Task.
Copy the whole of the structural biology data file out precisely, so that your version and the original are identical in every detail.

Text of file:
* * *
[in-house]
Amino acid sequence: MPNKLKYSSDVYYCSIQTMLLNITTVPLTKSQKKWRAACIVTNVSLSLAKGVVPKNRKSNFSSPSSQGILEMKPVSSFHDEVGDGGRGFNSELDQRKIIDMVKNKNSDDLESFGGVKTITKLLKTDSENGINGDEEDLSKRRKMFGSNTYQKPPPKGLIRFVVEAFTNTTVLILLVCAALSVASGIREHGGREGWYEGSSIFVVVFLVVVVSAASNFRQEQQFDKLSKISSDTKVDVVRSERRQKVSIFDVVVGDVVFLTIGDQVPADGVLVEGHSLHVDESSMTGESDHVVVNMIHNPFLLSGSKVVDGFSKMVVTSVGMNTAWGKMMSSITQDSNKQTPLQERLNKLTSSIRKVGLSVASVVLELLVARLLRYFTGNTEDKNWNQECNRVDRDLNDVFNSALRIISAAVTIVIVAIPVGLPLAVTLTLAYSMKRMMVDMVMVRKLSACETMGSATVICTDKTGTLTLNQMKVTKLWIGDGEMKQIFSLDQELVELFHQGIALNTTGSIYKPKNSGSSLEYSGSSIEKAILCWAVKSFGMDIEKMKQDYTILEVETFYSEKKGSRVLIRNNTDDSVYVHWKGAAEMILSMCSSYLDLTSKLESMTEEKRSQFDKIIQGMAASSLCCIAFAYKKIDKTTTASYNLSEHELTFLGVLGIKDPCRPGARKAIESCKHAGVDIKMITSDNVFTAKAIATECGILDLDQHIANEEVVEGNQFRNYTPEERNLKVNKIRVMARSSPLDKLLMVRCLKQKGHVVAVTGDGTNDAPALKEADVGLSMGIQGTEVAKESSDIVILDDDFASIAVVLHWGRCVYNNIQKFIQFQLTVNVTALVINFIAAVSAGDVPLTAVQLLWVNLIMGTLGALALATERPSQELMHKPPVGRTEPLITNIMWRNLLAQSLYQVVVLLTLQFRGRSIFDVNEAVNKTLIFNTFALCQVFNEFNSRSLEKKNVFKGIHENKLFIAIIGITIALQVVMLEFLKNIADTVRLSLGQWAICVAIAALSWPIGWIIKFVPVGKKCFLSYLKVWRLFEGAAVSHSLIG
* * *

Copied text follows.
[in-house]
Amino acid sequence: MPNKLKYSSDVYYCSIQTMLLNITTVPLTKSQKKWRAACIVTNVSLSLAKGVVPKNRKSNFSSPSSQGILEMKPVSSFHDEVGDGGRGFNSELDQRKIIDMVKNKNSDDLESFGGVKTITKLLKTDSENGINGDEEDLSKRRKMFGSNTYQKPPPKGLIRFVVEAFTNTTVLILLVCAALSVASGIREHGGREGWYEGSSIFVVVFLVVVVSAASNFRQEQQFDKLSKISSDTKVDVVRSERRQKVSIFDVVVGDVVFLTIGDQVPADGVLVEGHSLHVDESSMTGESDHVVVNMIHNPFLLSGSKVVDGFSKMVVTSVGMNTAWGKMMSSITQDSNKQTPLQERLNKLTSSIRKVGLSVASVVLELLVARLLRYFTGNTEDKNWNQECNRVDRDLNDVFNSALRIISAAVTIVIVAIPVGLPLAVTLTLAYSMKRMMVDMVMVRKLSACETMGSATVICTDKTGTLTLNQMKVTKLWIGDGEMKQIFSLDQELVELFHQGIALNTTGSIYKPKNSGSSLEYSGSSIEKAILCWAVKSFGMDIEKMKQDYTILEVETFYSEKKGSRVLIRNNTDDSVYVHWKGAAEMILSMCSSYLDLTSKLESMTEEKRSQFDKIIQGMAASSLCCIAFAYKKIDKTTTASYNLSEHELTFLGVLGIKDPCRPGARKAIESCKHAGVDIKMITSDNVFTAKAIATECGILDLDQHIANEEVVEGNQFRNYTPEERNLKVNKIRVMARSSPLDKLLMVRCLKQKGHVVAVTGDGTNDAPALKEADVGLSMGIQGTEVAKESSDIVILDDDFASIAVVLHWGRCVYNNIQKFIQFQLTVNVTALVINFIAAVSAGDVPLTAVQLLWVNLIMGTLGALALATERPSQELMHKPPVGRTEPLITNIMWRNLLAQSLYQVVVLLTLQFRGRSIFDVNEAVNKTLIFNTFALCQVFNEFNSRSLEKKNVFKGIHENKLFIAIIGITIALQVVMLEFLKNIADTVRLSLGQWAICVAIAALSWPIGWIIKFVPVGKKCFLSYLKVWRLFEGAAVSHSLIG